Erik Sommer is an artist, curator and founder of the Mott Project.
Erik lives and works in New York City.
His paintings, sculptures and cement installations are influenced by abandoned buildings, eroded stone and eerie silences.
In his work he attempts to capture and freeze the effects of time.
We connected with Erik because not only are we fans of his work as an artist, but also respect his work as curator and as founder of the Mott Project, a space where he promotes fellow artists.
I took an interest in art during college.
I have always been into music, and made a living as a musician for a few years after college, but around my early 20’s I realized the artist-alone-in-the-studio sensibility suited me much more than the musician-who-has-to-perform-at-9pm.
I could return to it the next day to experience it again. So, when I turned 25 I decided to be a painter.
My early interest in art was very much focused on painting, mostly because of the abstract expressionists.
I spent a lot of time studying art, going to the library and reading everything I could about movements, artists, important pieces, and artist stories.
Pollock and de Kooning led me to Basquiat, with me still thinking that art equals a painting on a wall, until one day I saw a photograph of Christo and Jeanne-Claude’s Valley Curtain .
That totally changed everything for me, and allowed me to work large and not be confined to a canvas.
I like to have numerous pieces going on at once.
In my studio at any given time there will be several canvases, some sculptures, and plans for new cement installations.
The installations are a little different in that they are created on-site, but everything else I work on in my studio.
Mott Projects began in 2019 as a way to document and help promote my friends’ work.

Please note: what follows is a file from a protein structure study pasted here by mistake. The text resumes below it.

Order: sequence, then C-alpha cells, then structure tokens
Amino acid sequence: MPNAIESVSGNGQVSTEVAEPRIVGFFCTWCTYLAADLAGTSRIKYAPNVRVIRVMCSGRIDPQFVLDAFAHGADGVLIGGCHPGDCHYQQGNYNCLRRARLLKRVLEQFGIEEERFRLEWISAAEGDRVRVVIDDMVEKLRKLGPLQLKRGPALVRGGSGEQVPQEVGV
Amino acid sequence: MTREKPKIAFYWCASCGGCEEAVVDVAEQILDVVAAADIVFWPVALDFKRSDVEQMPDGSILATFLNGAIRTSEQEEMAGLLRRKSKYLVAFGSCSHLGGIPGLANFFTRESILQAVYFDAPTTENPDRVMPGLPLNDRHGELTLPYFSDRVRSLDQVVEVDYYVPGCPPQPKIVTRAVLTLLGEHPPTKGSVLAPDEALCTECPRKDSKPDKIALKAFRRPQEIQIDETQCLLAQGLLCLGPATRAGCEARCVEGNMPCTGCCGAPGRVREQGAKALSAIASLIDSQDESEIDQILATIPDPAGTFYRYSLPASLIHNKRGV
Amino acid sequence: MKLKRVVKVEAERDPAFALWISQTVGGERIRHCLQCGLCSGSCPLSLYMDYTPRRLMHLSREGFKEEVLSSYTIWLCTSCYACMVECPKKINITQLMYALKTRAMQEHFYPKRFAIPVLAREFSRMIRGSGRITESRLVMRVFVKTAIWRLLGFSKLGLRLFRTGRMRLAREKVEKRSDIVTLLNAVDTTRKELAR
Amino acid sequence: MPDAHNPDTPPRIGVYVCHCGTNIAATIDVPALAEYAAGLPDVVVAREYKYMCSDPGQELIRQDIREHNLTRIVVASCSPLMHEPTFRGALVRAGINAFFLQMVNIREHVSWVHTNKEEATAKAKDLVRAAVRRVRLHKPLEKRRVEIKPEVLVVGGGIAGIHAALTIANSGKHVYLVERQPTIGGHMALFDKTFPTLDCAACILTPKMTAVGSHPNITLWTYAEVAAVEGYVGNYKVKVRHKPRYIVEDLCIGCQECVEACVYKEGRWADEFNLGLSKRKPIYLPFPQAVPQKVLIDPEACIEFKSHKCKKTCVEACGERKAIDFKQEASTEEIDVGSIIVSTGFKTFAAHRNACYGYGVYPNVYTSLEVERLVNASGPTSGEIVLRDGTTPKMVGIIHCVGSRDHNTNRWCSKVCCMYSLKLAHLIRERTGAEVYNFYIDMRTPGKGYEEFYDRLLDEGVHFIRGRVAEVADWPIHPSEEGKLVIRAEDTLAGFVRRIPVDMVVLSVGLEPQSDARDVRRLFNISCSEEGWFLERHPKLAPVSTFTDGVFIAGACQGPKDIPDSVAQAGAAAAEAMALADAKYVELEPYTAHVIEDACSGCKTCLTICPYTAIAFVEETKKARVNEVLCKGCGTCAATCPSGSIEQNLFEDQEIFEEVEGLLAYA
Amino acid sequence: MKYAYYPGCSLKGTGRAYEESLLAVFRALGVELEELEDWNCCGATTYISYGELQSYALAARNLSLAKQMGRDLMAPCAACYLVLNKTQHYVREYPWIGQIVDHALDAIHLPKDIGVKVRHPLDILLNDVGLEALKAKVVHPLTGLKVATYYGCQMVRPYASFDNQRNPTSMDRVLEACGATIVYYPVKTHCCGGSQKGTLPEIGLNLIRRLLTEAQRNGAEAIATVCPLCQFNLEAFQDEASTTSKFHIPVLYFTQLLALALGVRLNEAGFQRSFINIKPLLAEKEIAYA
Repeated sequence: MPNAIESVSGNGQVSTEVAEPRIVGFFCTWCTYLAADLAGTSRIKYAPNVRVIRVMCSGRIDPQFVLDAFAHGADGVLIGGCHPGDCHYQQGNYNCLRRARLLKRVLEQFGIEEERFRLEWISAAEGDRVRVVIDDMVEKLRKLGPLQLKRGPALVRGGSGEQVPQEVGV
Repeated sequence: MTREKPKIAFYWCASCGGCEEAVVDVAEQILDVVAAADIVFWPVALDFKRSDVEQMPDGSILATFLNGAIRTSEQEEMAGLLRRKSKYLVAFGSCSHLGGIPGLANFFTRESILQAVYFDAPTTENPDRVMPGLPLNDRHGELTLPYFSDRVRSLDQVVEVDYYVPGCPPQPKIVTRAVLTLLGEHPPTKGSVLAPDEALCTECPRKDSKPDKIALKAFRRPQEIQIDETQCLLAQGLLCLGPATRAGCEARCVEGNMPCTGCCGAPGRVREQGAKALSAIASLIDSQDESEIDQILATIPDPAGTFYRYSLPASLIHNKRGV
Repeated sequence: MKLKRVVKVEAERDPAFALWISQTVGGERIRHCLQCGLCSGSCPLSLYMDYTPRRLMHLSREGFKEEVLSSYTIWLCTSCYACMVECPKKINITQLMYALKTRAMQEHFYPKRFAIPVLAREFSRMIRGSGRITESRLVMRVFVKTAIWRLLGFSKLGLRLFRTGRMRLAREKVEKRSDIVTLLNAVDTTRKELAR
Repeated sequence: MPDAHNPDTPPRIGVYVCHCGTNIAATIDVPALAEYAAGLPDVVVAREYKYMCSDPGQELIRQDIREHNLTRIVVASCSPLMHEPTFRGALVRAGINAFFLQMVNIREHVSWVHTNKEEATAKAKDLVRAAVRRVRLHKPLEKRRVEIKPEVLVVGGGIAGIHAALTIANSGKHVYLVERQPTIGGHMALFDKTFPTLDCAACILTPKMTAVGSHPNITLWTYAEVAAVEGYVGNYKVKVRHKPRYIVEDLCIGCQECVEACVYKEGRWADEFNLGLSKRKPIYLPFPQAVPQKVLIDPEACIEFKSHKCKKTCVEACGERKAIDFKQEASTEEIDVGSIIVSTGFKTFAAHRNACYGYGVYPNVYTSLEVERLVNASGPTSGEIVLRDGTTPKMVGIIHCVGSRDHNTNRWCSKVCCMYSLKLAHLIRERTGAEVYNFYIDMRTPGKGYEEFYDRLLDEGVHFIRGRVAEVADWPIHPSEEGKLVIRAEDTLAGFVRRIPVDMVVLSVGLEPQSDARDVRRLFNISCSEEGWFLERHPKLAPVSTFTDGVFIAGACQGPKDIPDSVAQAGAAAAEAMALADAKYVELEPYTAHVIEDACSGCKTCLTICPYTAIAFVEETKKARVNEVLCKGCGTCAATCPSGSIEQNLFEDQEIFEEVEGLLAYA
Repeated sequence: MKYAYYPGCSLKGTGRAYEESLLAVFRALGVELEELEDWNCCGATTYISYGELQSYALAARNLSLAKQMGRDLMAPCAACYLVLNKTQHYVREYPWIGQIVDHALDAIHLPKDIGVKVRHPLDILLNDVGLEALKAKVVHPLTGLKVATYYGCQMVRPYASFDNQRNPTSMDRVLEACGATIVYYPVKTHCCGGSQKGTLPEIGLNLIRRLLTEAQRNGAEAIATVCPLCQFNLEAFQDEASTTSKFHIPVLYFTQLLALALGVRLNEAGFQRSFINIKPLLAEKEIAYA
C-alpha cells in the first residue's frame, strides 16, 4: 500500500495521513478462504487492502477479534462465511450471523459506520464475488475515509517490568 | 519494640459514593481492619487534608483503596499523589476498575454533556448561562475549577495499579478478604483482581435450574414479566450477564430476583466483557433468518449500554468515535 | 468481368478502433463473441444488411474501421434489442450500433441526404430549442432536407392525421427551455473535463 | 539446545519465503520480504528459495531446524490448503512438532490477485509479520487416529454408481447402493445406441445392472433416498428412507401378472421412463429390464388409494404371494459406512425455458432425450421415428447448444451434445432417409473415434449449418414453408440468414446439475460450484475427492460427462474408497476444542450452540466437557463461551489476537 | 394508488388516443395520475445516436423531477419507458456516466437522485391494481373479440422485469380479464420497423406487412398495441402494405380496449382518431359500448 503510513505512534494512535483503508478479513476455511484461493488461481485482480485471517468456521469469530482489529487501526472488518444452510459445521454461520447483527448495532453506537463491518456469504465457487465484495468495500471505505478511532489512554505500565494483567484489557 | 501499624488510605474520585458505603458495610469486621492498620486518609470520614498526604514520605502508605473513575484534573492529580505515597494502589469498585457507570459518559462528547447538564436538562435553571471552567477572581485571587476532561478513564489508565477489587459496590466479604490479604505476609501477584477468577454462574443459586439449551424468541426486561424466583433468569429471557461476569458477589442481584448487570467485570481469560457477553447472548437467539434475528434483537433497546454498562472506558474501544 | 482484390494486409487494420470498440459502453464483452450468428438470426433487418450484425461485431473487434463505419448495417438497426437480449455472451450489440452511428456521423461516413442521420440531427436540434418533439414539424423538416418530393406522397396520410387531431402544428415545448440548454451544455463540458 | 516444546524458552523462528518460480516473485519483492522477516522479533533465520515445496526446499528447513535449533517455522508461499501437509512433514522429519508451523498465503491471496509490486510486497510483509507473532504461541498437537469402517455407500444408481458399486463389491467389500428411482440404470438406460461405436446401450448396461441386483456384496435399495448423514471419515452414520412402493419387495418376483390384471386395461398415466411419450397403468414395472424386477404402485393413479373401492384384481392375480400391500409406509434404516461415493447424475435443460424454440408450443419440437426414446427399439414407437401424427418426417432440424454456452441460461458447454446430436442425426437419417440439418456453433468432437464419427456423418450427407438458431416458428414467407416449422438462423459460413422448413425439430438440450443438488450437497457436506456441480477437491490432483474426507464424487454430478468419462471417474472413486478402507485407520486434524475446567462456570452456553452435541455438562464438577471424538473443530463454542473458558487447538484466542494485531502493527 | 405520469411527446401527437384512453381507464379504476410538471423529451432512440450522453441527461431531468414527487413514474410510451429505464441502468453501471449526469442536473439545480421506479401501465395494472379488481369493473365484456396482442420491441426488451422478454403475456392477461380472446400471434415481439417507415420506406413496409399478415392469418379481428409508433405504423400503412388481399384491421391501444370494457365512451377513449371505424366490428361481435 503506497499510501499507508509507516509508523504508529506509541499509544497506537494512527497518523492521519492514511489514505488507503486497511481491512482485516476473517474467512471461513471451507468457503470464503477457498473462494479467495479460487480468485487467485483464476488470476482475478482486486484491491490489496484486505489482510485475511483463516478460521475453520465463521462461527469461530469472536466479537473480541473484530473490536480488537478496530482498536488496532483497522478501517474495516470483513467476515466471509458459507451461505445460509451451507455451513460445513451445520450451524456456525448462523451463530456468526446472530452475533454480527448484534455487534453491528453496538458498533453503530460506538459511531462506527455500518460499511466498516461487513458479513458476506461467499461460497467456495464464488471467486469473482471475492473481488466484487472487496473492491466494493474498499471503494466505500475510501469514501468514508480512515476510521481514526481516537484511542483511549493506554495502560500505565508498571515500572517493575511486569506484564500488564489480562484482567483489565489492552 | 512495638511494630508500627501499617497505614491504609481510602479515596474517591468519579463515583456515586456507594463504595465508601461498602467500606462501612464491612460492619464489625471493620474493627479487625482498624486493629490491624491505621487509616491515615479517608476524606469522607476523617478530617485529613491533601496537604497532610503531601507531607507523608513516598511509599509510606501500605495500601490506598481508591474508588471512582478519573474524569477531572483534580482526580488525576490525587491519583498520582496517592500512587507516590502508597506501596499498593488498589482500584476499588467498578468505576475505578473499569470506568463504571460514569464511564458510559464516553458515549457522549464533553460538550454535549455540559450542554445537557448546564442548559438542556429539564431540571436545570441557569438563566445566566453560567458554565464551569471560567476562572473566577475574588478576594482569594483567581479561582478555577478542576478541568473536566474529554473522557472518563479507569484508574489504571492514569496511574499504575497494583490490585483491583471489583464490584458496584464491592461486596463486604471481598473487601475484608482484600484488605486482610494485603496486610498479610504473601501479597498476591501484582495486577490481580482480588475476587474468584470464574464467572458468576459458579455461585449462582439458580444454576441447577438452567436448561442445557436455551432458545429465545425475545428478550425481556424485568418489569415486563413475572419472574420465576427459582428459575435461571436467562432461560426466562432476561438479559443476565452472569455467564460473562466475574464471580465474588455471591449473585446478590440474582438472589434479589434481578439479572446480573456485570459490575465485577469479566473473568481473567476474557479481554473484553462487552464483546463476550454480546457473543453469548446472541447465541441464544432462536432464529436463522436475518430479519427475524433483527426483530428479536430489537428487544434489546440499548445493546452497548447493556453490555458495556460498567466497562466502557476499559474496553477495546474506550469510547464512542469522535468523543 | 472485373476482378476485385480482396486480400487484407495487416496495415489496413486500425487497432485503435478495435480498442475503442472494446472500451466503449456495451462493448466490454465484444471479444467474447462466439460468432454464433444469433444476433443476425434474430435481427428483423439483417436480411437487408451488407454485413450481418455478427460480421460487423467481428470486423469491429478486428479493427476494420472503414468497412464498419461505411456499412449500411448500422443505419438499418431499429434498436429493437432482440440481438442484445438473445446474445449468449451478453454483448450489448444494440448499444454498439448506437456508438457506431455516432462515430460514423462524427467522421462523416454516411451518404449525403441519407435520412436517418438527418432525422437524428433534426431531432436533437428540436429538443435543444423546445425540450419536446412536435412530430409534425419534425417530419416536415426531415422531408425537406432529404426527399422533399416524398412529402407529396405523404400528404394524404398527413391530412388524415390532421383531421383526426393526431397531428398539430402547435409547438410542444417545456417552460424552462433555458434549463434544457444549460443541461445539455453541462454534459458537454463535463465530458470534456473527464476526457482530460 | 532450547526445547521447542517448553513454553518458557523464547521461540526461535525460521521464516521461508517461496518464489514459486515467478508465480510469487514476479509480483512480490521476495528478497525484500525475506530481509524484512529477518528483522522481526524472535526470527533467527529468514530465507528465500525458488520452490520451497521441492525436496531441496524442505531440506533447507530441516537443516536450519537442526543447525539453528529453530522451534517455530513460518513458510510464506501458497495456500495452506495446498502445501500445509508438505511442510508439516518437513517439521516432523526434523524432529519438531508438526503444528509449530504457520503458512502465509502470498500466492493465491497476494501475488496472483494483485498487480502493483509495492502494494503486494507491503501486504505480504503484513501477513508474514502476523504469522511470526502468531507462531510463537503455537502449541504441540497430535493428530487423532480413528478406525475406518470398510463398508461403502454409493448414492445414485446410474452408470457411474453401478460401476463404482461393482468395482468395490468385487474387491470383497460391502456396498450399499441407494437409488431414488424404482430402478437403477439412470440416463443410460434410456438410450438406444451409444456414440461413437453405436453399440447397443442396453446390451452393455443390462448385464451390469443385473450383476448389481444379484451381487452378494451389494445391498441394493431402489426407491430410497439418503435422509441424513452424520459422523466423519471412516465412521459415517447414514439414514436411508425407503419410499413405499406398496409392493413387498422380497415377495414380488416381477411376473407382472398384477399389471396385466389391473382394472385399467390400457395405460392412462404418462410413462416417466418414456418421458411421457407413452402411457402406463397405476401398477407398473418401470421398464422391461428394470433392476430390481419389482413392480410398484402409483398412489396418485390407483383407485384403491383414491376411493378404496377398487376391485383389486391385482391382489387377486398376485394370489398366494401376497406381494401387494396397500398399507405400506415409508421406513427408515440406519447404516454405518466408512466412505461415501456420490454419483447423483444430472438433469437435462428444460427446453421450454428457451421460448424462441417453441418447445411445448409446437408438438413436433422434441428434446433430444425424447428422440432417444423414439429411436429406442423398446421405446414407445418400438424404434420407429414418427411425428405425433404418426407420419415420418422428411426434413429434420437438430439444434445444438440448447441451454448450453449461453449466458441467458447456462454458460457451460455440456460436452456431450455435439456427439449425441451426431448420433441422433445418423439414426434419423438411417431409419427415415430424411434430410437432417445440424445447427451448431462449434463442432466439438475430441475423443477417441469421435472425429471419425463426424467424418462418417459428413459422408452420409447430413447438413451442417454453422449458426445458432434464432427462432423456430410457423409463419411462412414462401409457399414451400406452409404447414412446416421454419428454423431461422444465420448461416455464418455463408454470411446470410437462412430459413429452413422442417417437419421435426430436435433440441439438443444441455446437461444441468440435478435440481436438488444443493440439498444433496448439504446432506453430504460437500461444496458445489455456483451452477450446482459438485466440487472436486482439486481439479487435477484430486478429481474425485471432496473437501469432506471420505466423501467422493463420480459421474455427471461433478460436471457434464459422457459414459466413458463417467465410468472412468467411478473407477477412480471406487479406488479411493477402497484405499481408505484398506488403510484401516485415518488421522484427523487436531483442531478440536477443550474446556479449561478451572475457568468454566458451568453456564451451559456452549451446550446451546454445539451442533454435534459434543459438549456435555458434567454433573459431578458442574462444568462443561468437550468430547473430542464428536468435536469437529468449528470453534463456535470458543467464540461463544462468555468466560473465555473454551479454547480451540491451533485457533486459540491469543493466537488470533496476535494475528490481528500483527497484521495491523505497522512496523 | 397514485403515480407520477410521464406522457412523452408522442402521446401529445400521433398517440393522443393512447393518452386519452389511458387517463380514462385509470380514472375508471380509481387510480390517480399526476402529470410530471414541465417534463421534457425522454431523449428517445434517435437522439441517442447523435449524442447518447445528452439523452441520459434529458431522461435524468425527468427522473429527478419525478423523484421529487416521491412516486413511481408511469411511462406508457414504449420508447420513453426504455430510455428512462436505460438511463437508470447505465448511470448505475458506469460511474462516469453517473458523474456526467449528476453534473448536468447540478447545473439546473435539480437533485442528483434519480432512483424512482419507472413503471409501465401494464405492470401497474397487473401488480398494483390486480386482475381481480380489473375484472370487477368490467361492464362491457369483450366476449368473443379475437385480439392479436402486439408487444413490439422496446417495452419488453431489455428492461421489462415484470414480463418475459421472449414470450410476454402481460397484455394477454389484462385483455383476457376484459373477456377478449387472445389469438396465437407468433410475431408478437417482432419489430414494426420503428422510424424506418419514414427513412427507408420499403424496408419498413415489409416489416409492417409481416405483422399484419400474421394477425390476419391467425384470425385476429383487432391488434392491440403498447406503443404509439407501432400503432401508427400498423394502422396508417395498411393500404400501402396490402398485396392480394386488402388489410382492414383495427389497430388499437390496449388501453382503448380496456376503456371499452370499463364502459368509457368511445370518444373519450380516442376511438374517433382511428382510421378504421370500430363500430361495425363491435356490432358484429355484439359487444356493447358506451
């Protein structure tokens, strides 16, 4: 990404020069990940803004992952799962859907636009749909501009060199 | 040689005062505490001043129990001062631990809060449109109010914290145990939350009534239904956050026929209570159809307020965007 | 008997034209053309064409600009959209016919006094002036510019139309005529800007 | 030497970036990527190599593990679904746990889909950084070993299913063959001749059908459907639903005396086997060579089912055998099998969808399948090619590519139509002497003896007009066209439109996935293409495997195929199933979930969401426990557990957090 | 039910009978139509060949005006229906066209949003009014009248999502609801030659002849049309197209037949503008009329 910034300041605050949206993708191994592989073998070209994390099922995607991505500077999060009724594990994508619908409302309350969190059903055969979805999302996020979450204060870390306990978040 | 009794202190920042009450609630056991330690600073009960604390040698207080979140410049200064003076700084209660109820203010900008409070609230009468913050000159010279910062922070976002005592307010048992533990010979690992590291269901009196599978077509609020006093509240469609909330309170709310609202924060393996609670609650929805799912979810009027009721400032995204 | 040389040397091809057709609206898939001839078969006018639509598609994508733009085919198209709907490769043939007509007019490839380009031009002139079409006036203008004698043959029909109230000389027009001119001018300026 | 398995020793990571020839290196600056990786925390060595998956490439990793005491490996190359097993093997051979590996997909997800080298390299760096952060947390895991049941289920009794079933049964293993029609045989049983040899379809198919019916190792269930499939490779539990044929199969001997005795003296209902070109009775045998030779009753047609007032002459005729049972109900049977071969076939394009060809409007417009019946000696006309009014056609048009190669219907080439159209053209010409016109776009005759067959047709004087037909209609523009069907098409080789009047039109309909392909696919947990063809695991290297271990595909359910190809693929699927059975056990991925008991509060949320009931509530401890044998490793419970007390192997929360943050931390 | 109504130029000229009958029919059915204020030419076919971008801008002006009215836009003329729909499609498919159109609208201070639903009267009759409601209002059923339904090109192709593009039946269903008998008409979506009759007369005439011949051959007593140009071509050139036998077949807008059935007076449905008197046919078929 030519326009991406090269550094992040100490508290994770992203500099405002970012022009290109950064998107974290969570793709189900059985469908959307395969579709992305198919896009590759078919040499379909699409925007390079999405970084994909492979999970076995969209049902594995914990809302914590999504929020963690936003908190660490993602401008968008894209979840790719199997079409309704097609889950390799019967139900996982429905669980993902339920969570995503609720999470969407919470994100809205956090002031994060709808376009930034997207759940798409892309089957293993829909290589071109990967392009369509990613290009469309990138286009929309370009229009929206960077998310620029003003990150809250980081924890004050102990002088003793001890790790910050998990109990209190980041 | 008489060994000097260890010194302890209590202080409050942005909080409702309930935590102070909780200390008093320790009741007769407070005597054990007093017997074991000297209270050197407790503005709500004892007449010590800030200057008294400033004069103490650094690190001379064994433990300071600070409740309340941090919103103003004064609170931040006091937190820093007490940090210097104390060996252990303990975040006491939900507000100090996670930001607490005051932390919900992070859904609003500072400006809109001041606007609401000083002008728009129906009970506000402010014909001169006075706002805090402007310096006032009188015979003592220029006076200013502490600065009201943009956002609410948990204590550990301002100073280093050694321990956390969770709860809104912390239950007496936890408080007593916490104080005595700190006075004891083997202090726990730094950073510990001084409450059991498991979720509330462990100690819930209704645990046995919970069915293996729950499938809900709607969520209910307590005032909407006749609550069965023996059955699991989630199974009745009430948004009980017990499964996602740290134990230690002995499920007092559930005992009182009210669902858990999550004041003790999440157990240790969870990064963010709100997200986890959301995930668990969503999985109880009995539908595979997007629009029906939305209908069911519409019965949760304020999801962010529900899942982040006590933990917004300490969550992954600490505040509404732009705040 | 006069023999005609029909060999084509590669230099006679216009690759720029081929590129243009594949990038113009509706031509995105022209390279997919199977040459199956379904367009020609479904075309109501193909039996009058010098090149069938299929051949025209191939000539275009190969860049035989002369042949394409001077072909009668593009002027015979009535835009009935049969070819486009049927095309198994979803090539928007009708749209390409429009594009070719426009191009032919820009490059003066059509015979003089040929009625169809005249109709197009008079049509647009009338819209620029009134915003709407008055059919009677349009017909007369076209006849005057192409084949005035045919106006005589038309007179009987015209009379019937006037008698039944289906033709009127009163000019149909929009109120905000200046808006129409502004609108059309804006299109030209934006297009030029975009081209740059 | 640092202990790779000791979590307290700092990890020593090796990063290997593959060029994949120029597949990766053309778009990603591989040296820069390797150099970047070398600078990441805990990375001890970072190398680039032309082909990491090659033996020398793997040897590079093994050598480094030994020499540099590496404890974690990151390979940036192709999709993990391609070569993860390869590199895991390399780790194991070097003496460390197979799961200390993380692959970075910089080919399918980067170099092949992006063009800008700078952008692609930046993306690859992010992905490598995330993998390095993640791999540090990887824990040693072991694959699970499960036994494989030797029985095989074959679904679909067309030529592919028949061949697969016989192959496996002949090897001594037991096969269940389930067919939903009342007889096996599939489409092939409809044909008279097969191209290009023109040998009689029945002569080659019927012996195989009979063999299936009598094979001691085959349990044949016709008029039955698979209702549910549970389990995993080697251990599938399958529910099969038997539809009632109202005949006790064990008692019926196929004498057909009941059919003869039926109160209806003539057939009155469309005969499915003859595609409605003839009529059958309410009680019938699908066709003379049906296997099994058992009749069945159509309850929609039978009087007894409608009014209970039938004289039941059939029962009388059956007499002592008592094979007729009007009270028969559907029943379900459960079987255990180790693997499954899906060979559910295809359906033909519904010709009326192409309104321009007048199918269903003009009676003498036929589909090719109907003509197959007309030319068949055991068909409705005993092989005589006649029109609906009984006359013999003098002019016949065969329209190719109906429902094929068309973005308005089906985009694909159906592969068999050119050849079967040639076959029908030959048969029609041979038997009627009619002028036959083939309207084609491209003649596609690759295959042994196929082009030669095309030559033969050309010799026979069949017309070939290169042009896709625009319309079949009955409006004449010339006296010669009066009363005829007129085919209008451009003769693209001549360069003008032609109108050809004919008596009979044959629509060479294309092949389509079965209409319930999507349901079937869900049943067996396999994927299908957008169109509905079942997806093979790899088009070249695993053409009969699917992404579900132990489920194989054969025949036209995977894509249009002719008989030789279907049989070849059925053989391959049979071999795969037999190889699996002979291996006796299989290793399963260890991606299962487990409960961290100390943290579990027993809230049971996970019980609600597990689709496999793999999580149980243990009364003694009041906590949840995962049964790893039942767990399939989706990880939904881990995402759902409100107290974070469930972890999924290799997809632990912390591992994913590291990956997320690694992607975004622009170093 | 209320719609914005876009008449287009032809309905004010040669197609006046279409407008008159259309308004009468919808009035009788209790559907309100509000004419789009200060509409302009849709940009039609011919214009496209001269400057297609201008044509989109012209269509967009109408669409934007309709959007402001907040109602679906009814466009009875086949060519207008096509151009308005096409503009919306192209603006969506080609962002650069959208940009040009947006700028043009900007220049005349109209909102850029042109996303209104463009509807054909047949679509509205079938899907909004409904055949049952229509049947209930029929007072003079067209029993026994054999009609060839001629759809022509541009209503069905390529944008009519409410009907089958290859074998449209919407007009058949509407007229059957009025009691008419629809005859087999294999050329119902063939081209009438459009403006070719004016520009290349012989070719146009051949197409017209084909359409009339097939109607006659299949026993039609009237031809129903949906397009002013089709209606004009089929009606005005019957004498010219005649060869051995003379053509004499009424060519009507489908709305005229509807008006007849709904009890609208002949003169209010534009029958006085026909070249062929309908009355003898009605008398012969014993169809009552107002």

A lot of us have shown or been associated with Deli Grocery, an incredible space run by Paul Cooley in Brooklyn.
I used the Mott Projects moniker to help promote the exhibitions that were being shown there, but once it got a bit of traction I knew I wanted it to be more than just an Instagram feed.
It now features 26 artist interviews, as well as monthly international exhibition news.
I toyed with allowing writers to submit work, an idea I still might come back to, but the next big step will be hosting 2 or 3 exhibitions per year.
When younger artists reach out to me my advice is always to be patient and to remain true to themselves.
Success means different things to different people. Some artists are in it for the money and glory, while other artists just need to make art regardless if it sells.
My goal has always been to support myself through my art, and to find like minded people who get it and have similar tastes and goals.
Instagram has been extremely useful in bringing together artists, with the flip side being that some artists are just chasing the ‘likes’.
The art world can be tricky and confusing and unbelievably fickle so a solid group of friends is a must.
Like most everything, I found that success came to me after I quit agonizing over it and just let it happen.
I love living in the digital age. The internet is sort of my favorite thing, and like most everyone I am now on-line unless I am asleep.
I love having the world’s knowledge in my phone, and try not to take for granted that there are video tutorials for literally anything you want to learn.
I should mention that I was a librarian for 15 years, so this is probably just my geekiness showing through.
b. 1978 Duluth, MN
A few things in the works that haven’t been announced yet. Stay tuned!
Group: 2020 2020, The Finale – Warburton Galerie– New York
Pandemic Blowout – Plank Road – New York
Household Intimacies – PAD – New York
overlooked, forgotten, beautiful, silent, reflection, decay, urban, cement
Mott Projects: mottprojects.com
Big thank you to Erik for allowing us to feature him and his work, it was especially fun since he too features and promotes his artist friends.
Now it is his turn.